The HD-600 might be a little more laid back than the HE-500, with the HE-500 having more air to it. I find the HE-500 and the HD-600 similar sounding actually (aside from the low bass and air.) Both the HD-600 and HE-500 are less bright than the DT880.

 

Hope this helps.

 

If I had my choice between these three cans I would personally pick the HD600, but the HE-500 is a formidable headphone IMO, and it does some things better than the HD600.

 

I already own the 600 ohm DT880 and am using it with an Essence,STX, Little Dot MKIV, and Denon receiver. The Essence STX is most accurate, but tube amp sounds the best to me while still retaining alot of details that the STX delivers. The receiver actually sounds more "tube-like" than the tube amp, it's bass-heavy with a signifigant roll off at the highs, and it makes the Beyers sound quite dark, which is sometimes but not always enjoyable. As far as amps go, I really feel like I have that aspect covered and should be able to accept anything in the 60-600 ohm range with a variety of sound signatures to play around with. While the Beyers can change character from setup to setup, they still don't have the bloomy mids of the HD600 I tried a while back. Its those bloomy, lush mids I would like to achieve without sacrificing too much of the detail I've become accustomed to with my Beyers or my Grados. 

 

Judging by the general consensus, the HE500 sounds like it has the lush but still detailed personality I'm looking for, but none of the measurements from Headroom substantiate that. While I certainly don't buy headphones based on measurements alone (that would be like choosing meals based on flavor graphs) I'd still like to see some sort of correlation between measurement and experience. At this point, I am thinking that measurements aren't doing planars justice and there is something they are leaving out of the equation. I don't think there's much I can really decide on without listening to the HE500s and the HD600s side by side at this point. I am hoping that I find the HD600 the most appealing (just to save myself a few hundred over the HE500) but I'm fairly certain my next headphone will be one of these two. Thanks for everybody's insights, they were all very helpful.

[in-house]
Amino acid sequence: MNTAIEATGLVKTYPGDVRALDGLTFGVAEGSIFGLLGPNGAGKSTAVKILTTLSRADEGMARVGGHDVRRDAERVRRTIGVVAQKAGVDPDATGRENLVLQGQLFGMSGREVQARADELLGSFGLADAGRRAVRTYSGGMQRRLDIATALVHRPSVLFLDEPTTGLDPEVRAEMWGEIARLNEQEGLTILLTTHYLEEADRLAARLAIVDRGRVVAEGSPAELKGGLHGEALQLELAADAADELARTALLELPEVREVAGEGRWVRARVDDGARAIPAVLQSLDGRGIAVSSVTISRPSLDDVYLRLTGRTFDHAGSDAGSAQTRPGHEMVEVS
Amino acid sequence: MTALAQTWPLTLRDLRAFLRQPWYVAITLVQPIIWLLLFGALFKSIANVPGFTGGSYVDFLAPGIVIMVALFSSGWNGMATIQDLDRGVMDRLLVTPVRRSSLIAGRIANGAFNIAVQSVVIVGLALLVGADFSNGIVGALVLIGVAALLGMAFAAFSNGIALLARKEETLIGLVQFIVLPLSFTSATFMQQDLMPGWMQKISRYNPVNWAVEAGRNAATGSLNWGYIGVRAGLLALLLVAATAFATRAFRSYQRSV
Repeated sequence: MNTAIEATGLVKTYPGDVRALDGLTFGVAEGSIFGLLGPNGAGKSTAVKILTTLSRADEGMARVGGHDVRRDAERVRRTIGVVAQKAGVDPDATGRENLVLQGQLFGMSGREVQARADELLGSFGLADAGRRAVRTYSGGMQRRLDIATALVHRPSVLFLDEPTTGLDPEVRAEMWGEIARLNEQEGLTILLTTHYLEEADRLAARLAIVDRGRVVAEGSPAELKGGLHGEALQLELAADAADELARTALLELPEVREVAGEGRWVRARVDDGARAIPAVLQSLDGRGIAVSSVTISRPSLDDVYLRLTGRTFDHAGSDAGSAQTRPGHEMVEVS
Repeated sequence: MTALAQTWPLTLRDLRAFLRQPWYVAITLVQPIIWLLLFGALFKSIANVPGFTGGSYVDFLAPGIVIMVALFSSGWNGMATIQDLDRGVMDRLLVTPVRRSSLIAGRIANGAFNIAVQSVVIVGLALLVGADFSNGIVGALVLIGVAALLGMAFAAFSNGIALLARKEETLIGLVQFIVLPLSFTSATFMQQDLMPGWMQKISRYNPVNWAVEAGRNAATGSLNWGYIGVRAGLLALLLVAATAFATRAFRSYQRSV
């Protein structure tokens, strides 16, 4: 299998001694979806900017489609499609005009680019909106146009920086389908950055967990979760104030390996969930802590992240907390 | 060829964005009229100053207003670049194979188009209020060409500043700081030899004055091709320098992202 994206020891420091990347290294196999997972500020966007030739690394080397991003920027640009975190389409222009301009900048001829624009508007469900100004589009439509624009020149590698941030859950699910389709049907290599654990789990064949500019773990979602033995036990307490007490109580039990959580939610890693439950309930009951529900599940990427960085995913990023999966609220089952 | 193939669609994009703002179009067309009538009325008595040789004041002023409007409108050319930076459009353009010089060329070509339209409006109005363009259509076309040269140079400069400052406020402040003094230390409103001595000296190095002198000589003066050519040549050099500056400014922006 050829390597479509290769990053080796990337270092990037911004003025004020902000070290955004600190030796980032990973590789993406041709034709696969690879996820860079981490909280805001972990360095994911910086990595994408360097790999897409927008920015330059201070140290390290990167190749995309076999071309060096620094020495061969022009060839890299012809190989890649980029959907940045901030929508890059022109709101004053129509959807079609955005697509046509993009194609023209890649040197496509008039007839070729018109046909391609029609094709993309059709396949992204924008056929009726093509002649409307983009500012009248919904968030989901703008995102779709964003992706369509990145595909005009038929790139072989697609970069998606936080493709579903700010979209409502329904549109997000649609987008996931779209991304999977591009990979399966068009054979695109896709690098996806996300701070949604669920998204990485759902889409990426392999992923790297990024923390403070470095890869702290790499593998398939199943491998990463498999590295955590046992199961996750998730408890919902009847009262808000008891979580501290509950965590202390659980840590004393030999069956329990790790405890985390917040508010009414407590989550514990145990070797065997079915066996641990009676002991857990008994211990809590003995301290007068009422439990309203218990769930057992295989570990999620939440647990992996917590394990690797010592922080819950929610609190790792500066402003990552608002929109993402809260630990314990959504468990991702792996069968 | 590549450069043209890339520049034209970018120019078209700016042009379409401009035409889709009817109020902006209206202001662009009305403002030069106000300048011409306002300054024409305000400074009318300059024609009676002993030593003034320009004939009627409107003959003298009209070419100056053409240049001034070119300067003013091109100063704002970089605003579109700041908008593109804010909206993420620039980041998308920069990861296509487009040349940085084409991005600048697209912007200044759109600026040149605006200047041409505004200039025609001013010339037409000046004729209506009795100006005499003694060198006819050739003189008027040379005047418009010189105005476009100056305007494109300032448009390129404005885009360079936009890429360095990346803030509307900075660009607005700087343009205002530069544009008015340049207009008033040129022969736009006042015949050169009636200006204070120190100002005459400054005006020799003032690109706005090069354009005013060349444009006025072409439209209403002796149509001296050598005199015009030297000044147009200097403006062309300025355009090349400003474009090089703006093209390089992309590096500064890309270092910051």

Edit: Just wanted to say I'm looking through Tyll's data sheet, and man oh man he takes good measurements. Not worlds apart in numbers from headroom's but just so so so much better, clearer, and more thorough. I didn't realize they were all in one place at his site, I guess you can blame that on lazy browsing tendencies and an avoidance of a seemingly boring although fundamental word like "resources" (which links to the measurements page). Regardless, thanks for the link, its quite a handy resource indeed.        


Edited by Strangelove424 - 4/10/13 at 7:03pm
post #9 of 14

One thing planars can do better than dynamics is bass. It's hard, if not impossible,  to find a dynamic headphone with flat, low distortion bass like the HE-400 or LCD2. 

 

As TMRaven said the HE-400 is like it is on purpose. The frequencies that it has a dip in are very harsh; it's meant for a warm, low fatigue listen that still has air and detail.

post #10 of 14

On the topic of planars, is the amount power just something people have blown out of proportions? or current for that matter, I don't get why planars would favor current over voltage.

 

I heard, HE-500 needs at least 1W but I am a little suspicious as to what it is about this technology that needs that large of an amount of power. Seeing as an amp can consider them purely resistive, according to innerfidelity graphs, wouldn't it need just an ample amount of power?

post #11 of 14

It's not really about the power as much as the quality.  Even in the HE-6's case, I've gathered that it might be more about the size and prowess of the transformer and other qualities within the amp moreso than just putting out as much wattage as possible.

post #12 of 14

use the sensitivity number to get the power needed for a given SPL

 

for extreme audiophile cred you hold out for an amp that can push the cans to over 120 dB SPL without clipping - headroom you may never need - but it is a peak value that can be reached in live music  by percussion in small group jazz where you can be close to the players